A slip and fall accident can occur just about anywhere, to anyone, at any time. Although we commonly use the term accident when referring to slip and fall injuries, the reality is that true accidents are rare. Most slip and fall injuries are actually the result of negligence on the part of the property owner or the party responsible for maintaining the property. When that is the case, a victim may be entitled to compensation from the negligent party for both the physical injuries and the pain and suffering caused by the accident.
Premises Liability Basics
“Torts” is the broad area of the law that addresses injuries to people and property. “Premises liability” is a specific type of tort that deals with injuries that occur while a victim is on someone else’s property. The law requires property owners to keep the property free from hazards and defects that could cause harm to someone on the property. That requirement may also extend to someone occupying the property, such as a tenant, or to someone charged with maintaining the property, such as a property maintenance company. The extent of the legal duty imposed on a property owner depends on the victim’s reason for being present on the property. Victims are classified as one of the following:
- Invitees and Invited Licensees – a business invitee is someone who is on the property who is invited to enter or remain on land for a purpose directly or indirectly connected with business dealings with the possessor of the land. A public invitee is someone who is invited onto the property as a member of the public for a purpose for which the land is held open to the public. Examples of an invitee include a guest at a hotel, a shopper at a grocery store, or a visitor to a government office. The law imposes the highest duty of care when the victim is an invitee.This highest duty likewise extends to social guests of the landowner, whom the law designates as “licensees by invitation”.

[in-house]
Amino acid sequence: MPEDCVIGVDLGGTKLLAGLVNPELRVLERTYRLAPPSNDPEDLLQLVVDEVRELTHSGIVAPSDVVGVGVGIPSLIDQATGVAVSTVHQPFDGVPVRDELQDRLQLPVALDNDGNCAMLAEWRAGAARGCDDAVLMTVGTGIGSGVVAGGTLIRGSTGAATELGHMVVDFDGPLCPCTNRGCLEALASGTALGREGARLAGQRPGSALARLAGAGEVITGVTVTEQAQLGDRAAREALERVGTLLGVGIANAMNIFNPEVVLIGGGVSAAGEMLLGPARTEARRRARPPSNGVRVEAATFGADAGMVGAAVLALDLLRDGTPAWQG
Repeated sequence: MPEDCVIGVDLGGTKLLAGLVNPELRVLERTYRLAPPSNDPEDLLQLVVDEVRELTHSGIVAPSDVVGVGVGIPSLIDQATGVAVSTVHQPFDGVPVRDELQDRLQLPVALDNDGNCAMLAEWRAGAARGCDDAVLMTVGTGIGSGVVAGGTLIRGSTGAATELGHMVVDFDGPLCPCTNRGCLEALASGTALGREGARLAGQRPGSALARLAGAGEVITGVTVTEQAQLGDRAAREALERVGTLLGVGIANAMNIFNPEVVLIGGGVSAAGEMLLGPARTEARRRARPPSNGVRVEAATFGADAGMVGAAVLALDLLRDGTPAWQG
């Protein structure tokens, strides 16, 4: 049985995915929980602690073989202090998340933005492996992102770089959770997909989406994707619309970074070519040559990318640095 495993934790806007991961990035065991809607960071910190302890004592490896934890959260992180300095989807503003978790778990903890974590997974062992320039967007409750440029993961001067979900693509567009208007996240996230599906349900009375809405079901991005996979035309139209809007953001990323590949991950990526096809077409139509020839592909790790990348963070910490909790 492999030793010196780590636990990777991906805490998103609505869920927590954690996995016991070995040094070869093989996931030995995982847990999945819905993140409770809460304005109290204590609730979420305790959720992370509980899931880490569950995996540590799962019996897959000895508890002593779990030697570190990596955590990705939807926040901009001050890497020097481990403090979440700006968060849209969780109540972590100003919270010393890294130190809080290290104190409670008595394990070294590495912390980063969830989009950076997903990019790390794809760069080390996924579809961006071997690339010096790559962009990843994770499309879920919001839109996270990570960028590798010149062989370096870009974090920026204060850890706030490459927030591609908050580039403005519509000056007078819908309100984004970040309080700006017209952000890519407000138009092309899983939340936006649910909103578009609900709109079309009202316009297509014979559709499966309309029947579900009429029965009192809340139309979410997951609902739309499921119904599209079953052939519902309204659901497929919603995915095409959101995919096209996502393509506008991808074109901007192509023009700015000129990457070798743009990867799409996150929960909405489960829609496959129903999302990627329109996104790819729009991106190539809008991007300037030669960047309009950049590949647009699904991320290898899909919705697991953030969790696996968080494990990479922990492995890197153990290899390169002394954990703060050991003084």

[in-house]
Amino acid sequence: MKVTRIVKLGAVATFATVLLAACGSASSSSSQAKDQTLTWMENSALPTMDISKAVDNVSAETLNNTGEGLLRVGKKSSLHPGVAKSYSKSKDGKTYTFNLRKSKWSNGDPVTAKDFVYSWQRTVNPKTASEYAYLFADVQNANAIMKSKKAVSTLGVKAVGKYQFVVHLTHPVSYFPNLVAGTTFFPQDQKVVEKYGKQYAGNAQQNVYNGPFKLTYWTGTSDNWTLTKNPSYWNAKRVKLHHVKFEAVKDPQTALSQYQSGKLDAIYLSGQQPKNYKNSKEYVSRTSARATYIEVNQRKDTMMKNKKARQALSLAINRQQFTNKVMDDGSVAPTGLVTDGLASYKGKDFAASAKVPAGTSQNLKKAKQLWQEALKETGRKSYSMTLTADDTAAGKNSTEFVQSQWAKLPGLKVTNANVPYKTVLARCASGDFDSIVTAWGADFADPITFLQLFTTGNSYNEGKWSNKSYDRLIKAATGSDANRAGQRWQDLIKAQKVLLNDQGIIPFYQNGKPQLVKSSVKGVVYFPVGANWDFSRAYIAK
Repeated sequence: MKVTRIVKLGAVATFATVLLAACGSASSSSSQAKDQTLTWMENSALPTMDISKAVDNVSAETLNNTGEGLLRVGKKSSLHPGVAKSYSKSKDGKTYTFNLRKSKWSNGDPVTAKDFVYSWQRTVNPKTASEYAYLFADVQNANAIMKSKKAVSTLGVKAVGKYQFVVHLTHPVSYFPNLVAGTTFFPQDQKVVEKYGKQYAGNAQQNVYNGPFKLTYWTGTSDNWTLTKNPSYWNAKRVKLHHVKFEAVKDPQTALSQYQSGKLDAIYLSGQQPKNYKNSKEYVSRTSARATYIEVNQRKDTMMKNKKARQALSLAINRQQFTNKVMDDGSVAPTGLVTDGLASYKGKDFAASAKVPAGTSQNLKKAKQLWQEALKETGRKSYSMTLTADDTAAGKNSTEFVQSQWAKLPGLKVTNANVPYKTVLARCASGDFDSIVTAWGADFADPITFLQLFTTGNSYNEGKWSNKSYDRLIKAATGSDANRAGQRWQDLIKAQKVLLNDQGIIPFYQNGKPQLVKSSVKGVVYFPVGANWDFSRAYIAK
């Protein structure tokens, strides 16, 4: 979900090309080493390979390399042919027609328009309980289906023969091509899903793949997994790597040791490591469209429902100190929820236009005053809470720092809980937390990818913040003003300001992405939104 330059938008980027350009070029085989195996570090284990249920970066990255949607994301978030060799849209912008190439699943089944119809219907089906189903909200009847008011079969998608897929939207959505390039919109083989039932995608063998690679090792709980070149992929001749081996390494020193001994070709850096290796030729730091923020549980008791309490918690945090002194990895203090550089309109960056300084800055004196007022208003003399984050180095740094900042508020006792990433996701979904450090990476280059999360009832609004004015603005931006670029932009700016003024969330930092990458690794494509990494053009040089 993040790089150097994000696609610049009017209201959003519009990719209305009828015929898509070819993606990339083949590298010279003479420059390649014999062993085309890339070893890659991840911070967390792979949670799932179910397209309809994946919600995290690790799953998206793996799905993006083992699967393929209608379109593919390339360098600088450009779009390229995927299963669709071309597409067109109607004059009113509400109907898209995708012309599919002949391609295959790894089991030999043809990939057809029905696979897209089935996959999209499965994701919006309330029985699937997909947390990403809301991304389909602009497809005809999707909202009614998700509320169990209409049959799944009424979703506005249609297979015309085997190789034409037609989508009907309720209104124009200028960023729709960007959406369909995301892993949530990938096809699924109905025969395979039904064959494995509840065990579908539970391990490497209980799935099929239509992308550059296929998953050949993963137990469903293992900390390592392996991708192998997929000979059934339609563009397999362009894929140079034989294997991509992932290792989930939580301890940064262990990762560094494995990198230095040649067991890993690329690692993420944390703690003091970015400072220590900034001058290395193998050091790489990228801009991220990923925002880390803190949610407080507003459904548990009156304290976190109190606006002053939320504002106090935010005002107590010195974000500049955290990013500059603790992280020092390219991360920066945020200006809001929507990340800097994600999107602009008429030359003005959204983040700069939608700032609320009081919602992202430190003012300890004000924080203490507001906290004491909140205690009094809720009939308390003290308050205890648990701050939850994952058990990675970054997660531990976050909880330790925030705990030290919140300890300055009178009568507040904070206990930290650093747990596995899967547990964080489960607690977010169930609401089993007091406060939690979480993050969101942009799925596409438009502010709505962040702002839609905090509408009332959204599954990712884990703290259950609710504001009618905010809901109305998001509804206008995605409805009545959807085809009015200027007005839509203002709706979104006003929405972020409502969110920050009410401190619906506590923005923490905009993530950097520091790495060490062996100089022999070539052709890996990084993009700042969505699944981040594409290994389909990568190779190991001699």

- Uninvited Licensee – “uninvited licensees” are “persons who choose to come upon the premises solely for their own convenience, without invitation either expressed or reasonably implied under the circumstances.” The law imposes a slightly lower duty of care when the victim is a licensee.
- Trespasser – a trespasser is someone who is not on the property with permission of the owner/occupier. The law actually imposes a slight duty of care when the victim is a trespasser. Specifically, an owner/occupier has a duty to “refrain from inflicting willful or wanton injury.”
The law does not hold a property owner/occupier responsible for every hazard and defect on the property. For an owner/occupier to be liable, one of the following must generally be true:
- The owner/occupier created the hazardous condition.
- The owner/occupier knew about the hazardous condition or defect and did nothing to fix it.
- The owner/occupier should have known about the hazard or defect.
How Do I Know If I Am a Slip and Fall Victim?
Because of the wide variety of circumstances under which slip and fall injuries can occur, it can be difficult to know if your injuries qualify as slip and fall injuries. The best way to determine, with certainty, that you are the victim of a compensable slip and fall accident is to consult with an experienced personal injury attorney. In the meantime, however, it may help you to know some of the most common scenarios that cause slip and fall accidents, including: